Total controlling shareholders’ equity     1,987       18,906       17,058       16,224       10,134  

 

Item 7. Management’s Discussion and Analysis of Financial Condition and Results of Operations

 

Overview

 

Our objective is to continue building Castle Brands into a profitable international spirits company, with a distinctive portfolio of premium and super premium spirits brands. To achieve this, we continue to seek to:

 

    focus on our more profitable brands and markets. We continue to focus our distribution efforts, sales expertise and targeted marketing activities on our more profitable brands and markets;
     
  grow organically. We believe that continued organic growth will enable us to achieve long-term profitability. We focus on brands that have profitable growth potential and staying power, such as our rums and whiskeys, sales of which have grown substantially in recent years;
     
  build consumer awareness. We use our existing assets, expertise and resources to build consumer awareness and market penetration for our brands;
     
  leverage our distribution network. Our established distribution network in all 50 U.S. states enables us to promote our brands nationally and makes us an attractive strategic partner for smaller companies seeking U.S. distribution; and
     
  selectively add new brand extensions and brands to our portfolio. We intend to continue to introduce new brand extensions and expressions. For example, we have leveraged our successful Jefferson’s portfolio by introducing a number of brand extensions. Additionally, we recently added the Arran Scotch Whiskies to our portfolio as agency brands. We continue to explore strategic relationships, joint ventures and acquisitions to selectively expand our premium spirits portfolio. We expect that future acquisitions or agency relations, if any, would involve some combination of cash, debt and the issuance of our stock.

 

Recent Developments

 

On March 29, 2017, we entered into a Stock Purchase Agreement under which we acquired 201,000 shares (the “GCP Share Acquisition”) of the common stock of Gosling-Castle Partners Inc., or GCP, representing a 20.1% equity interest in GCP. GCP is a strategic global export venture between Castle Brands and the Gosling family. As a result of the completion of the GCP Share Acquisition, our total equity interest in GCP increased to 80.1%. The consideration for the GCP Share Acquisition was (i) $20,000,000 in cash and (ii) 1,800,000 shares of our common stock, which shares are subject to an 18 month lockup covenant. As a result of the GCP Share Acquisition, GCP will file as part of our U.S. federal consolidated income tax group for periods subsequent to the acquisition.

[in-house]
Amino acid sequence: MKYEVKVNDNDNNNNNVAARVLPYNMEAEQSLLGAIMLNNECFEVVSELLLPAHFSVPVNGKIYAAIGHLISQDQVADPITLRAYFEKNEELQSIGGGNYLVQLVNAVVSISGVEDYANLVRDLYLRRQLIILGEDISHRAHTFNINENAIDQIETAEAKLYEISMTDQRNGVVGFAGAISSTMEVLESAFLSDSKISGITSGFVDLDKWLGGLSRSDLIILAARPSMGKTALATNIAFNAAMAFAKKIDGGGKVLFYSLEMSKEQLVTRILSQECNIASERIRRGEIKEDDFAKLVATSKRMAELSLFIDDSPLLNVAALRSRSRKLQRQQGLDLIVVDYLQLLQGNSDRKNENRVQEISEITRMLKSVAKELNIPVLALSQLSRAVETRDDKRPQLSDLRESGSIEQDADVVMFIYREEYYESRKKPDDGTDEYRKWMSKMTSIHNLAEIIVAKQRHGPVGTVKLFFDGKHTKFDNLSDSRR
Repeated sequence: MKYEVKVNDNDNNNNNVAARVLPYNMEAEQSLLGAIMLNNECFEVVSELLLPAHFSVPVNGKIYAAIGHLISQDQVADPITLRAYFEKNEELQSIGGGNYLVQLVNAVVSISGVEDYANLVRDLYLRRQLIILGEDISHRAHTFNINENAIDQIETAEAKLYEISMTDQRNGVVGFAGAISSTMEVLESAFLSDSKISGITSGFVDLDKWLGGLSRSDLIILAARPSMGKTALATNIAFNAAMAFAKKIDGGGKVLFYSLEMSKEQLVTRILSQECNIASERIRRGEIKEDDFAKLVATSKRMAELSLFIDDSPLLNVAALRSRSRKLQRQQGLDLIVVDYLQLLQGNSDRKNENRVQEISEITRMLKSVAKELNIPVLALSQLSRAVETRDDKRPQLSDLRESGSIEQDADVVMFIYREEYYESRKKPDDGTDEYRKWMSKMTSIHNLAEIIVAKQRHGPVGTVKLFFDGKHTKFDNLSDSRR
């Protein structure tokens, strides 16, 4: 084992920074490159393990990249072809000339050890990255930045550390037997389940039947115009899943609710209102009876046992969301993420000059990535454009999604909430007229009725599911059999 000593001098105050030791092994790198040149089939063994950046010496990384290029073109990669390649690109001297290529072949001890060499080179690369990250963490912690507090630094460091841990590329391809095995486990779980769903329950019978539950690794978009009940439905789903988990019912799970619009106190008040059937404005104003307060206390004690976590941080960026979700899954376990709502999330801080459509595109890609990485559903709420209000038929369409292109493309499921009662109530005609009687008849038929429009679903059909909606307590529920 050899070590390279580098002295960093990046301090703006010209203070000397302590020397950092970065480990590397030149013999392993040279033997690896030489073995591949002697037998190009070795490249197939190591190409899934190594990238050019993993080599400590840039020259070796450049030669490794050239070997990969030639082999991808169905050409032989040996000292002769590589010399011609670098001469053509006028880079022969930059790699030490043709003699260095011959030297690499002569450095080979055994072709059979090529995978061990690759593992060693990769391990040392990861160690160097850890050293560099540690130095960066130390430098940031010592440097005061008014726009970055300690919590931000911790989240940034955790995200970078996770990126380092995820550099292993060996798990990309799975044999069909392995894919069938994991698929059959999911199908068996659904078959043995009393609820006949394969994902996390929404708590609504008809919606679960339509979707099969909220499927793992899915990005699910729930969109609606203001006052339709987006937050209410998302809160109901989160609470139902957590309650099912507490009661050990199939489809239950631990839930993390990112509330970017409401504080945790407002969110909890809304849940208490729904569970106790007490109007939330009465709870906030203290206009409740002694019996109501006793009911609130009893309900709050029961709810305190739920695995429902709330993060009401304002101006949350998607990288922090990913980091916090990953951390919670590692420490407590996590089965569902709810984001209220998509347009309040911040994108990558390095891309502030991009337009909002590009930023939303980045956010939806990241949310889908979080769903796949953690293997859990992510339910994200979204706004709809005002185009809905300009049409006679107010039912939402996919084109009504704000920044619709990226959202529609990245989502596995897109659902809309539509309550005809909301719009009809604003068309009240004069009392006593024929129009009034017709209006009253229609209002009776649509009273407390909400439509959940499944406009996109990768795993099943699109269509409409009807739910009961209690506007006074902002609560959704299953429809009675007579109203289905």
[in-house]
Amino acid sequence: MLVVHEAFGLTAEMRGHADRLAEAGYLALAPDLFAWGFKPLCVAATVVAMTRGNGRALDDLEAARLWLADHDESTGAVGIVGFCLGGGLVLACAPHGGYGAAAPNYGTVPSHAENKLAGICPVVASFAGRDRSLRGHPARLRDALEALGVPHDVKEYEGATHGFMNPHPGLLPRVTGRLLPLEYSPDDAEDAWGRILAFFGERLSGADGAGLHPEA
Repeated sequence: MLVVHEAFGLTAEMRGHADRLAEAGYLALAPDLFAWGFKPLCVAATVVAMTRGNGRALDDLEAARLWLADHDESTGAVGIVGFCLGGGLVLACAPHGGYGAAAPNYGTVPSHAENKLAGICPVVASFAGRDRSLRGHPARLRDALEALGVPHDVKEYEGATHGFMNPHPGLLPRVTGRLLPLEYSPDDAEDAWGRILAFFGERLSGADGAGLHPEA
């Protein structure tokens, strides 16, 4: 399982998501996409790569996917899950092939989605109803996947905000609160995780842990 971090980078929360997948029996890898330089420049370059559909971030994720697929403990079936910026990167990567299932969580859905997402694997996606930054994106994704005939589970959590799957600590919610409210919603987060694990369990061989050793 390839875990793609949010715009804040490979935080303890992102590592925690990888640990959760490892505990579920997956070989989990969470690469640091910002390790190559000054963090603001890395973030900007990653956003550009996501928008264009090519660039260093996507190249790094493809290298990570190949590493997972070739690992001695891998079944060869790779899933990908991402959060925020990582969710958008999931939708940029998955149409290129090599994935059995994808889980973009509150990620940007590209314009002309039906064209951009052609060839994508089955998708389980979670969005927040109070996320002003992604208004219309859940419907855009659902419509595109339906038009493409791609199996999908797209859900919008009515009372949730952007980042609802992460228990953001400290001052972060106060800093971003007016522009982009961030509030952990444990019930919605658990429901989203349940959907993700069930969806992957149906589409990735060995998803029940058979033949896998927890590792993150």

In connection with the GCP Share Acquisition, we also entered into an Amended and Restated Distribution Agreement and an Export Agreement Amendment. Under the Amended and Restated Distribution Agreement, our subsidiary, Castle Brands (USA) Corp. (“CB-USA”), continues as the exclusive long-term importer and distributor of certain beverage products, including “Goslings Rum” and “Goslings Stormy Ginger Beer” (collectively, the “Distribution Products”) throughout the United States, and such other markets as may be added by mutual consent of the parties (the “Distribution Territory”). The initial term of the Amended and Restated Distribution Agreement extends through March 31, 2030, with automatic ten-year renewal terms thereafter, subject to specific termination rights held by each party. The Amended and Restated Distribution Agreement automatically terminates upon the termination, for any reason, of the Export Agreement. CB-USA will purchase Distribution Products from GCP for distribution in the Distribution Territory at prices set forth in the Amended and Restated Distribution Agreement, as may be mutually changed by the parties. CB-USA is entitled to receive a net margin amount, certain reimbursement costs, and a specified fee to defray normal overhead costs, all as specified in the Amended and Restated Distribution Agreement. GCP will maintain primary responsibility and bear the costs for the overall marketing, advertising, and promotion of the Distribution Products. Also, CB-USA has a right of first refusal regarding the distribution of any other current or future rum or ginger beer products GCP currently maintains in, or adds to, its product line for sale in the Distribution Territory.